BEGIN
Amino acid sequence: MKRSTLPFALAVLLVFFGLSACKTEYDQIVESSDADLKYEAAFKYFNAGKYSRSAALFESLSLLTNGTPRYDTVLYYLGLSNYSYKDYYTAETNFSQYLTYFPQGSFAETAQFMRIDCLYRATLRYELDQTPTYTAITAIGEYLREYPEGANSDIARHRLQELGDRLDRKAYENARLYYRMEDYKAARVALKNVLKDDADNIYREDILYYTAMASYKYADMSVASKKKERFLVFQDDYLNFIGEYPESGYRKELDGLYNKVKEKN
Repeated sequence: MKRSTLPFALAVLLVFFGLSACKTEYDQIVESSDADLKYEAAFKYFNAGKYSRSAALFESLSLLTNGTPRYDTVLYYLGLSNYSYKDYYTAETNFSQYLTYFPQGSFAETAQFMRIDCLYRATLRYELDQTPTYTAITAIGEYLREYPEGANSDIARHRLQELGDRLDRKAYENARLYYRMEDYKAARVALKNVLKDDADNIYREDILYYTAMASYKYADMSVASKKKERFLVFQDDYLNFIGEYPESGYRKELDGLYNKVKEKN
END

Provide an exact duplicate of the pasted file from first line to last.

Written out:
Amino acid sequence: MKRSTLPFALAVLLVFFGLSACKTEYDQIVESSDADLKYEAAFKYFNAGKYSRSAALFESLSLLTNGTPRYDTVLYYLGLSNYSYKDYYTAETNFSQYLTYFPQGSFAETAQFMRIDCLYRATLRYELDQTPTYTAITAIGEYLREYPEGANSDIARHRLQELGDRLDRKAYENARLYYRMEDYKAARVALKNVLKDDADNIYREDILYYTAMASYKYADMSVASKKKERFLVFQDDYLNFIGEYPESGYRKELDGLYNKVKEKN
Repeated sequence: MKRSTLPFALAVLLVFFGLSACKTEYDQIVESSDADLKYEAAFKYFNAGKYSRSAALFESLSLLTNGTPRYDTVLYYLGLSNYSYKDYYTAETNFSQYLTYFPQGSFAETAQFMRIDCLYRATLRYELDQTPTYTAITAIGEYLREYPEGANSDIARHRLQELGDRLDRKAYENARLYYRMEDYKAARVALKNVLKDDADNIYREDILYYTAMASYKYADMSVASKKKERFLVFQDDYLNFIGEYPESGYRKELDGLYNKVKEKN